- Use recommended production practices.
- Plant early.
- Irrigate to reduce drought stress, especially during pollination.
- Harvest early.
- Avoid kernel damage during harvest.
- Dry and store corn properly.
- Keep storage facilities clean.
- Keep feeding facilities clean.
Nematodes attack corn roots, hereby limiting their development and restricting
the uptake of water and nutrients. Thus, affected plants are stunted and appear
deficient of nutrients. Since nematodes do not occur in a uniform population
throughout the field, stunted plants likewise are not uniformly distributed. They
often appear in roughly circular areas in the field (
Fig. 14). Nematode damage
occurs most often when the preplant densities of certain nematodes are high and
corn seedlings get off to a slow start because of unfavorable growing conditions.
Damage is most severe in the coastal plain area. The two most damaging nematodes
on corn in North Carolina are the stubby-root and sting nematodes.
Stubby-root - (Paratrichodorus minor) - The stubby-root nematodes
do not enter the roots of corn plants, but remain outside the roots and feed on
the growing root tips. Their feeding prevents the further development of the root
tip, resulting in short, stunted or stubby roots (
Fig. 15). The damage to the
root system by stubby-root nematodes resembles that caused by several herbicides.
A plant heavily parasitized with these nematodes is stunted, turns yellow, often
exhibits magnesium deficiency, and produces a small ear. Since these nematodes
are so widespread in the coastal plain area, they may very well be the most
damaging nematodes on corn in North Carolina.
Sting - (Belonolaimus sp.) - The sting nematodes feed from the
outside without penetrating or becoming attached to roots. They feed at root tips
and along the sides of succulent roots. Injured roots show blackened, sunken dead
areas along the root and at the root tip. These areas may girdle the root causing
it to die. Sometimes the damage done to young plants is quite severe and infected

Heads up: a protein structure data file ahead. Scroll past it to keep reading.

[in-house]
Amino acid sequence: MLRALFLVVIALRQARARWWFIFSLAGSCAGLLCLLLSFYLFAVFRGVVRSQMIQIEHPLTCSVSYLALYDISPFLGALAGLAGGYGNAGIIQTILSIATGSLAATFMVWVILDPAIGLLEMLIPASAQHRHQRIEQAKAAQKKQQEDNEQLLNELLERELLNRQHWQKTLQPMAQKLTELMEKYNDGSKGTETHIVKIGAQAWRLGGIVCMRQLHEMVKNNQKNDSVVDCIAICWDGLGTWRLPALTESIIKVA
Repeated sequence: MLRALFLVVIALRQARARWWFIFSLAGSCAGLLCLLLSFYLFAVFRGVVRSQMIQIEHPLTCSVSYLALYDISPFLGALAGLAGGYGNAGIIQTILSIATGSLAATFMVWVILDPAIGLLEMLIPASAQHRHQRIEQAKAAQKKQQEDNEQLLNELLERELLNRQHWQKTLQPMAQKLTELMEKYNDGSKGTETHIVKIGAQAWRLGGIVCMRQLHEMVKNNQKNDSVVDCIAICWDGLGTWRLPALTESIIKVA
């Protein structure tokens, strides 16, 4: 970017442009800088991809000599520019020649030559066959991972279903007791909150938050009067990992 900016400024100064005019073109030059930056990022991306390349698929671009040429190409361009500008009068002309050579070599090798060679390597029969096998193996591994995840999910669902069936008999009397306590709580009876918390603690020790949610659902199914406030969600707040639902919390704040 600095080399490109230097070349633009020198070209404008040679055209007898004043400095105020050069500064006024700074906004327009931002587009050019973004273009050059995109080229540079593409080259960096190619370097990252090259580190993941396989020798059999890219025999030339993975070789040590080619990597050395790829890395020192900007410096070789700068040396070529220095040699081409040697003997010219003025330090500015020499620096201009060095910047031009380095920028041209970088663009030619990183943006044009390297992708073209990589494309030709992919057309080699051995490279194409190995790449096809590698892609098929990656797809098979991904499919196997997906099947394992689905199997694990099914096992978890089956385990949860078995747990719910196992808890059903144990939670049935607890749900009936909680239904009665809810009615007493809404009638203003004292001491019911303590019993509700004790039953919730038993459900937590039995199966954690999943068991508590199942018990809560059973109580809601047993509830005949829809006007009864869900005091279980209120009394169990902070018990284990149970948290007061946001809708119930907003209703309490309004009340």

plants may obtain a height of only 8 to 10 inches. The population appears to
increase and decrease very rapidly on corn. They are found in soils that contain
at least 80 percent sand. This nematode, especially when combined with the
stubby-root nematode, causes severe yield losses.
Control of Nematodes
In order to determine whether or not a field should be treated with a nematicide
to control nematodes, a soil sample should be collected in September-November and
sent to the N.C. Department of Agriculture for an assay. Based upon this service,
about 1/3 of the corn acreage in eastern North Carolina should be treated to
control nematodes. Where the population density is high enough to justify
treatment, a grower can expect an increase of about 20 to 25 bushels per acre.
Nematodes are controlled by use of a nematicide, rotation, and crop destruction.
For a more complete discussion on nematodes, please refer to Plant Pathology
Information Note 214 titled Nematodes on Field Corn, which is available
from County Extension offices.
There are two major viruses of corn in North Carolina, maize dwarf mosaic virus
(MDMV) and the maize chlorotic dwarf virus (MCDV). These two virus diseases can
cause serious yield reductions, with reported losses ranging from 5 to 90 percent
in some fields. Much of the loss due to these two diseases in North Carolina is
confined to the piedmont section of the state, although losses in the coastal
plain and mountain areas have been reported. This may be due to two factors: (1)
there is less johnsongrass in the coastal plain area, and (2) the johnsongrass